In some ways, John Searles reminds me of Thomas H. Cook, an American mystery writer I greatly admire. Neither of them seem to have any interest in racing through plot points to the story’s denouement. Instead, like Cook, Searles lets us get to know the characters and takes his time layering the narrative. Help For The Haunted is the story of Sylvie Mason and her unusual family. It is part mystery, part ghost story and part family drama.
“Whenever the phone rang late at night, I lay in my narrow bed and listened,” says 14-year-old Sylvie, the narrator of the story. Late night phone calls are a common occurrence in the Mason household. That’s because Sylvie’s parents, Sylvester and Rose, have a very unusual occupation: they help the haunted. People who feel they may be themselves, or have family members who are, possessed by demons seek them out and the Masons help with prayer. It’s not a lucrative business, people ” only occasionally enclosed a check to cover gas or airline tickets” but it is work that the Masons, particularly the father, feel strongly about.
The phone call that opens the novel is of a more personal nature, though. The Mason’s eldest daughter, also named Rose, has asked her parents to meet her at the church in town. Rose has always been difficult and on this occasion she has been missing for three days. The Masons don’t want to miss this opportunity to reconcile with their daughter so, despite the blizzard, they head to the church, Sylvie in tow.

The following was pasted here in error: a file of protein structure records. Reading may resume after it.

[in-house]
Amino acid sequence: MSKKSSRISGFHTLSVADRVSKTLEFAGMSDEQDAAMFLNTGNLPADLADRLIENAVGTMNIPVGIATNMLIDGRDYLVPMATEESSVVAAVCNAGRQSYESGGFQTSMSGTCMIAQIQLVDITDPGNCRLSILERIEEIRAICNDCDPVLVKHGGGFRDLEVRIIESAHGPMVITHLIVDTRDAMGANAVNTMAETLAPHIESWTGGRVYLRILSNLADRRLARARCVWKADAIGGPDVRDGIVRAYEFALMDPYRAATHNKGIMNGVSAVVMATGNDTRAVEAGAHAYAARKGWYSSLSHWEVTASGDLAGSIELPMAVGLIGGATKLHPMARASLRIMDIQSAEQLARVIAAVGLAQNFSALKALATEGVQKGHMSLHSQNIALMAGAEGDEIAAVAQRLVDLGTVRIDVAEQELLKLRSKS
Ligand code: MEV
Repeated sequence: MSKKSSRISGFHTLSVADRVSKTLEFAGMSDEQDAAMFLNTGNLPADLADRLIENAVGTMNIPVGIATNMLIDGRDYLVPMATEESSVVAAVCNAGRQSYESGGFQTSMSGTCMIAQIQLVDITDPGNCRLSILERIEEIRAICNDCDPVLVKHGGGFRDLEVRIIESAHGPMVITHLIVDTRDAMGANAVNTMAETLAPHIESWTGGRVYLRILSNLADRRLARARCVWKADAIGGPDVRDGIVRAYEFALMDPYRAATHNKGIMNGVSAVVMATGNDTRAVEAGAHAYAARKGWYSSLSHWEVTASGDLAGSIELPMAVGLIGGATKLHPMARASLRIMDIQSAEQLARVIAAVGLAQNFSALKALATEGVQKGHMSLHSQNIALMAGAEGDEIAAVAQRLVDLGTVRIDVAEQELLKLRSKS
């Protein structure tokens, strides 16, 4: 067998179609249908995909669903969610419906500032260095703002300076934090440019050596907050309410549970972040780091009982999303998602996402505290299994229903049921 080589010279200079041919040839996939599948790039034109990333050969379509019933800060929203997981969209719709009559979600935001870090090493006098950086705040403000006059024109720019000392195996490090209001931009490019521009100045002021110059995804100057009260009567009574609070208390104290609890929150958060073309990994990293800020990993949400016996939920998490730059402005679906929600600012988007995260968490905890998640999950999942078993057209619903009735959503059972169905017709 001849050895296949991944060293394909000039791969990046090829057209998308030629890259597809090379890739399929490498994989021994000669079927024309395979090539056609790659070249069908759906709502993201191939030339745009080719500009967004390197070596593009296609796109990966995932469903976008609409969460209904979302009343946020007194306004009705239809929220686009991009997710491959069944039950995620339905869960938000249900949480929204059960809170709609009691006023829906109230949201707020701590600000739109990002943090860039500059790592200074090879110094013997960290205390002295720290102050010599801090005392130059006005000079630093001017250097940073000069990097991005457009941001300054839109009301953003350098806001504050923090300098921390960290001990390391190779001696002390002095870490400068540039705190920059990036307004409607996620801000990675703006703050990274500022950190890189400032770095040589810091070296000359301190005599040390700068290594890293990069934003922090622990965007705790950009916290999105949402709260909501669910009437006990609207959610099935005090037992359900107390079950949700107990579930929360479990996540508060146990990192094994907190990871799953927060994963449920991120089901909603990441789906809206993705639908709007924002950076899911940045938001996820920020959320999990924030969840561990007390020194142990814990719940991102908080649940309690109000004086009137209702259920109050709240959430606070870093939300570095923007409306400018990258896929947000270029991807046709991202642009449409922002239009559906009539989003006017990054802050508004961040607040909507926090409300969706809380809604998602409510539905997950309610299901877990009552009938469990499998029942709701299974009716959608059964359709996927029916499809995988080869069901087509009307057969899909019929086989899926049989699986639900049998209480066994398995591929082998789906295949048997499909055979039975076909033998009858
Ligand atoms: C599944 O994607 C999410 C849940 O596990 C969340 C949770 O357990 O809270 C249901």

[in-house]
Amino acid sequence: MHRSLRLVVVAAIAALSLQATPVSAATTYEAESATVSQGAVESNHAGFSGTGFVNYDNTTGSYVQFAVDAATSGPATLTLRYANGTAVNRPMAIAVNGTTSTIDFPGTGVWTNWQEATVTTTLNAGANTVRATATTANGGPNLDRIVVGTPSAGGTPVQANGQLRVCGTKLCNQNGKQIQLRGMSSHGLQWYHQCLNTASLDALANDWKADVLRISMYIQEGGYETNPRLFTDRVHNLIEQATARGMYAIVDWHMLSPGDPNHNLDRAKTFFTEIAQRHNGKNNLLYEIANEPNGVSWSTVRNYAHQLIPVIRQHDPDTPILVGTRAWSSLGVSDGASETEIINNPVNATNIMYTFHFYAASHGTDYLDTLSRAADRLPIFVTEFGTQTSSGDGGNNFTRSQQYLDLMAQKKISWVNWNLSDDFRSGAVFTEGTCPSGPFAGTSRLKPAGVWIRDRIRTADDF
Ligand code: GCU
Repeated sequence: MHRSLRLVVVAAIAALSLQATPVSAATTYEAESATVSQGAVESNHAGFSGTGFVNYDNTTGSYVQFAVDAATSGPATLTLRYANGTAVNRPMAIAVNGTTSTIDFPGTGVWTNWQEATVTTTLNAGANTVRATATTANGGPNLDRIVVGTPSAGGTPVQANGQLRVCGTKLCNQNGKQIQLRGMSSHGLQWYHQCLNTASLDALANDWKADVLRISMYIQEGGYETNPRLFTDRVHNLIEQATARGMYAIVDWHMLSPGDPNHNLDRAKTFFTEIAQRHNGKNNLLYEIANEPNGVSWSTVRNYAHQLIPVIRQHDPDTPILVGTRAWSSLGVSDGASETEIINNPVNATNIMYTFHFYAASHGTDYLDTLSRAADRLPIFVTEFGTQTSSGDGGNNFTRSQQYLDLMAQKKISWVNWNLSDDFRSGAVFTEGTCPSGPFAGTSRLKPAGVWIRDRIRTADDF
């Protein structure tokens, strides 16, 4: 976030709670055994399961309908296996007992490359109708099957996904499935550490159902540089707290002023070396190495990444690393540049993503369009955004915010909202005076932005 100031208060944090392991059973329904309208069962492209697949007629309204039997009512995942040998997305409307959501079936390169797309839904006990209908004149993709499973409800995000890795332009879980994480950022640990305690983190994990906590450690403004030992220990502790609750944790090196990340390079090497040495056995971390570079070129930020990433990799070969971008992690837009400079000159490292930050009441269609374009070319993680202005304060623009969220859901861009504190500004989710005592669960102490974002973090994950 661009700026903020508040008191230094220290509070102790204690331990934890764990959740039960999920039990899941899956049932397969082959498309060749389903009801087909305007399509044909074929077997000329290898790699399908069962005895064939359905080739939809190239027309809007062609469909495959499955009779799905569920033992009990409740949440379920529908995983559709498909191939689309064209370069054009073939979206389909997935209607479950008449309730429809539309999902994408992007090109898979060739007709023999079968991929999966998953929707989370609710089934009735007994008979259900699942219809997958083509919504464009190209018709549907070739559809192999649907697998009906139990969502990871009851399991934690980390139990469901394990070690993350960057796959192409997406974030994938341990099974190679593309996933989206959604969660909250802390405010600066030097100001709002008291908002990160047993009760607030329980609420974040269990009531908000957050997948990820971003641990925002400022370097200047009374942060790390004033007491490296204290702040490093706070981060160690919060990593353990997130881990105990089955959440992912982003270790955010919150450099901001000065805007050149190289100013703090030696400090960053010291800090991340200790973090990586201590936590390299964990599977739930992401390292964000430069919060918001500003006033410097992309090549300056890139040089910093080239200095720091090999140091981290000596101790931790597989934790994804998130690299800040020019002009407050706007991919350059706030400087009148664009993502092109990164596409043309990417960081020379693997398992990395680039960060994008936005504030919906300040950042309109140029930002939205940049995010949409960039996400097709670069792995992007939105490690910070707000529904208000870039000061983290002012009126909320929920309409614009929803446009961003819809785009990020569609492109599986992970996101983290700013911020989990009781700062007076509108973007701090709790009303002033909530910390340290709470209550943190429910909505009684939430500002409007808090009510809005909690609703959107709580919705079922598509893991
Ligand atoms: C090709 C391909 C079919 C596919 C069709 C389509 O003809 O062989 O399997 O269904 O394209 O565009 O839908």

When Sylvie’s dad disappears inside the church Sylvie admits to “a prickly feeling of dread” and when her mother ventures inside to see what is taking so long, Sylvie drifts off to sleep only to be awoken by the sound of gun shots.
Searles manages a tricky narrative here. The present blends seamlessly with the past as Sylvie tries to unlock some of her family’s most closely guarded secrets. There is a compelling cast of secondary characters including her father’s estranged older brother, Howie; Sam Heekin, the reporter who wrote a book about her parents; Albert Lynch, the man currently sitting in jail for the murder of her parents.
Sylvie herself, despite her young age, is tenacious and resourceful. A year after the death of her parents, as the police put the finishing touches on their case against Albert Lynch, Sylvie starts to doubt what she saw in the church on that fateful night. New evidence shows that Lynch might, in fact, be innocent and it makes Sylvie question her earlier statement. But if Lynch isn’t the killer, who is?
Help For The Haunted is a literary page-turner. The whodunit isn’t actually as important as Sylvie’s journey from adolescent to adult and the demons, ultimately, are more human than you might think. Great book.